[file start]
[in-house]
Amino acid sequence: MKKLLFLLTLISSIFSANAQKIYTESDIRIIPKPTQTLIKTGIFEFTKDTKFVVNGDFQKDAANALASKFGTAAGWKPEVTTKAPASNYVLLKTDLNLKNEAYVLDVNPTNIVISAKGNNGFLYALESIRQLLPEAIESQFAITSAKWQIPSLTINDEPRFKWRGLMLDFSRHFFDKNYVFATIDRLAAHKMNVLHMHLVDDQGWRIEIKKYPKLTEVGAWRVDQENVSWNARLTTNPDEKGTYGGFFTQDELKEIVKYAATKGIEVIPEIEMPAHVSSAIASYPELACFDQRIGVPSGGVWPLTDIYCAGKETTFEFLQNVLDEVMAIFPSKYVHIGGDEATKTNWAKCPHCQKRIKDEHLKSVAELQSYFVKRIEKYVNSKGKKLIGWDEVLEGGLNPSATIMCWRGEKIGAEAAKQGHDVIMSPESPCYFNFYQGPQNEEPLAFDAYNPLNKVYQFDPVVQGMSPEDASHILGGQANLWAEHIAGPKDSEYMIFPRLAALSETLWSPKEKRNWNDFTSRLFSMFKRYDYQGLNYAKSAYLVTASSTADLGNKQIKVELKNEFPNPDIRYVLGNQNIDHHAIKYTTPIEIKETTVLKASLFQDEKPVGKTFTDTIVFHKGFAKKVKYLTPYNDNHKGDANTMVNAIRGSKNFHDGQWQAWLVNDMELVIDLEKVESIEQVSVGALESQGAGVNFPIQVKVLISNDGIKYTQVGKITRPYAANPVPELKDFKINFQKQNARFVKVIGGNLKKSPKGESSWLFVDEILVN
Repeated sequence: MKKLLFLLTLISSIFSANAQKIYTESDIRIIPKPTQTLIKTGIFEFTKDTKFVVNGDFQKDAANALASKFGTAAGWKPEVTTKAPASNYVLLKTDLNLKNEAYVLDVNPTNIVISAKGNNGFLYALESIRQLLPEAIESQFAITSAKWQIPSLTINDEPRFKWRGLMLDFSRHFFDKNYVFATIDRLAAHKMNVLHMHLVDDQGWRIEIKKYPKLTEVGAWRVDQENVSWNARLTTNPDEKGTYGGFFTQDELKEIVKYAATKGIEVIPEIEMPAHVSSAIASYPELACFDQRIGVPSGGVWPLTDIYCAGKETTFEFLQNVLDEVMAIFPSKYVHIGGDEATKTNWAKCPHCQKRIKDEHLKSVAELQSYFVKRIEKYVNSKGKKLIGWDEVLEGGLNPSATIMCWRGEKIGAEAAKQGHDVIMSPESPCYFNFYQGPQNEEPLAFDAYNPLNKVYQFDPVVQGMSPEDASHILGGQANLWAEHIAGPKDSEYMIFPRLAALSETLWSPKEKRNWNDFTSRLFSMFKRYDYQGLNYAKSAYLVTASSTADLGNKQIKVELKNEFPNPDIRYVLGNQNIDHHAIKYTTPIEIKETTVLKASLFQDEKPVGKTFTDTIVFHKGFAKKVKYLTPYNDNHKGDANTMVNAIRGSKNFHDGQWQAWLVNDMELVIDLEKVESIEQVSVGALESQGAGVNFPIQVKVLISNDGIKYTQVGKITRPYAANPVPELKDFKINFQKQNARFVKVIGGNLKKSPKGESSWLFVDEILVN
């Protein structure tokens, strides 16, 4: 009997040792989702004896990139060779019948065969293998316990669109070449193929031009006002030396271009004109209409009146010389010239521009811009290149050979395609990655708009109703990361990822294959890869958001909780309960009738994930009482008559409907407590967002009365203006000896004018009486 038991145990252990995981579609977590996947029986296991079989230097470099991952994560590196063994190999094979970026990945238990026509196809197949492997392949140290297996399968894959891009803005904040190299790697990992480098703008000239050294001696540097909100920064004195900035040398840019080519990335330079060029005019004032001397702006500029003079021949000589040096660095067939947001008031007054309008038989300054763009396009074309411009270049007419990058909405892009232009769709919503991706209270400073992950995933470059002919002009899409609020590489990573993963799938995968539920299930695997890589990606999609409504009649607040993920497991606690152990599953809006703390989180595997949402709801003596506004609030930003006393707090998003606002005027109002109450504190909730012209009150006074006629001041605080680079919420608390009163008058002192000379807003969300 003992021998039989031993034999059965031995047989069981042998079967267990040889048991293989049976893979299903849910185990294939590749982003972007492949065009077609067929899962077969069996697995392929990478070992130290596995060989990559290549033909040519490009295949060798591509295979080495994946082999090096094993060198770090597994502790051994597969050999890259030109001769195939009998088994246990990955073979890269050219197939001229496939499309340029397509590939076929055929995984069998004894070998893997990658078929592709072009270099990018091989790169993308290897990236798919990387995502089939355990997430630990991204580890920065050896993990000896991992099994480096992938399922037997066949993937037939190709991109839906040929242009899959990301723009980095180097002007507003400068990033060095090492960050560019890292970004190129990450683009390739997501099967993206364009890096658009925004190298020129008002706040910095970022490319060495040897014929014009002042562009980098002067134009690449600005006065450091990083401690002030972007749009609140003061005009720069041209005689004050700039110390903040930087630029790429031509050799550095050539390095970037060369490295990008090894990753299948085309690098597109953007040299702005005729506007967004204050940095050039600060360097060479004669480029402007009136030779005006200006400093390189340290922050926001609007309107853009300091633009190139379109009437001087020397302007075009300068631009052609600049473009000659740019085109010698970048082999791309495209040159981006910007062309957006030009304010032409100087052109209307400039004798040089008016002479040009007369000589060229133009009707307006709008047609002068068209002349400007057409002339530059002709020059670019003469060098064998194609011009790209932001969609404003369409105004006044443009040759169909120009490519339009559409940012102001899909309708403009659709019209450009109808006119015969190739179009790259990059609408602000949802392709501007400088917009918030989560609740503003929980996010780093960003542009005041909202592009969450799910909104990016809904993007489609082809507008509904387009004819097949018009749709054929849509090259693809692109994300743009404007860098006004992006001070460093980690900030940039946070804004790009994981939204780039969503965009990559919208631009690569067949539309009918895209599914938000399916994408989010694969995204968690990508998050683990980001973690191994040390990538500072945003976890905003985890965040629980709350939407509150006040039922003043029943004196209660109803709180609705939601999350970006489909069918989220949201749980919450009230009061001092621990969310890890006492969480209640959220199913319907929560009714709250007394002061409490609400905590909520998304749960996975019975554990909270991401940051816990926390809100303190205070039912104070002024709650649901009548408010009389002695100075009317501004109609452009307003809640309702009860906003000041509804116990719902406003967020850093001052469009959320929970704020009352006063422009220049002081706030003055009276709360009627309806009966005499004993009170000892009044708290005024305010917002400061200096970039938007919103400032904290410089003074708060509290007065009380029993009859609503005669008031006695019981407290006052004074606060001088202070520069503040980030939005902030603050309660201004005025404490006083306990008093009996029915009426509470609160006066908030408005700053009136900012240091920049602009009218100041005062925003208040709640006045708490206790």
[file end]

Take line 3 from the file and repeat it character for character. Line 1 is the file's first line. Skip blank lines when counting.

Repeated sequence: MKKLLFLLTLISSIFSANAQKIYTESDIRIIPKPTQTLIKTGIFEFTKDTKFVVNGDFQKDAANALASKFGTAAGWKPEVTTKAPASNYVLLKTDLNLKNEAYVLDVNPTNIVISAKGNNGFLYALESIRQLLPEAIESQFAITSAKWQIPSLTINDEPRFKWRGLMLDFSRHFFDKNYVFATIDRLAAHKMNVLHMHLVDDQGWRIEIKKYPKLTEVGAWRVDQENVSWNARLTTNPDEKGTYGGFFTQDELKEIVKYAATKGIEVIPEIEMPAHVSSAIASYPELACFDQRIGVPSGGVWPLTDIYCAGKETTFEFLQNVLDEVMAIFPSKYVHIGGDEATKTNWAKCPHCQKRIKDEHLKSVAELQSYFVKRIEKYVNSKGKKLIGWDEVLEGGLNPSATIMCWRGEKIGAEAAKQGHDVIMSPESPCYFNFYQGPQNEEPLAFDAYNPLNKVYQFDPVVQGMSPEDASHILGGQANLWAEHIAGPKDSEYMIFPRLAALSETLWSPKEKRNWNDFTSRLFSMFKRYDYQGLNYAKSAYLVTASSTADLGNKQIKVELKNEFPNPDIRYVLGNQNIDHHAIKYTTPIEIKETTVLKASLFQDEKPVGKTFTDTIVFHKGFAKKVKYLTPYNDNHKGDANTMVNAIRGSKNFHDGQWQAWLVNDMELVIDLEKVESIEQVSVGALESQGAGVNFPIQVKVLISNDGIKYTQVGKITRPYAANPVPELKDFKINFQKQNARFVKVIGGNLKKSPKGESSWLFVDEILVN